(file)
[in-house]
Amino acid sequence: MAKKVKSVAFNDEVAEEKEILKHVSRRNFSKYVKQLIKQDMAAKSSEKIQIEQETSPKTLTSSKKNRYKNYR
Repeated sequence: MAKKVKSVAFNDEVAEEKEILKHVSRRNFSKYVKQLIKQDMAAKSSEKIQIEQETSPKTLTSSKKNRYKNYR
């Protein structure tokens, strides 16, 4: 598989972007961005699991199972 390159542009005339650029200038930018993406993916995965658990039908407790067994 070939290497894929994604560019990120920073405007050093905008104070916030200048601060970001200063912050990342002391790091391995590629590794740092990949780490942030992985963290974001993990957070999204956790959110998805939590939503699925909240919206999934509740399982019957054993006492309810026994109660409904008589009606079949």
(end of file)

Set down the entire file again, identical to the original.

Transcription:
[in-house]
Amino acid sequence: MAKKVKSVAFNDEVAEEKEILKHVSRRNFSKYVKQLIKQDMAAKSSEKIQIEQETSPKTLTSSKKNRYKNYR
Repeated sequence: MAKKVKSVAFNDEVAEEKEILKHVSRRNFSKYVKQLIKQDMAAKSSEKIQIEQETSPKTLTSSKKNRYKNYR
């Protein structure tokens, strides 16, 4: 598989972007961005699991199972 390159542009005339650029200038930018993406993916995965658990039908407790067994 070939290497894929994604560019990120920073405007050093905008104070916030200048601060970001200063912050990342002391790091391995590629590794740092990949780490942030992985963290974001993990957070999204956790959110998805939590939503699925909240919206999934509740399982019957054993006492309810026994109660409904008589009606079949």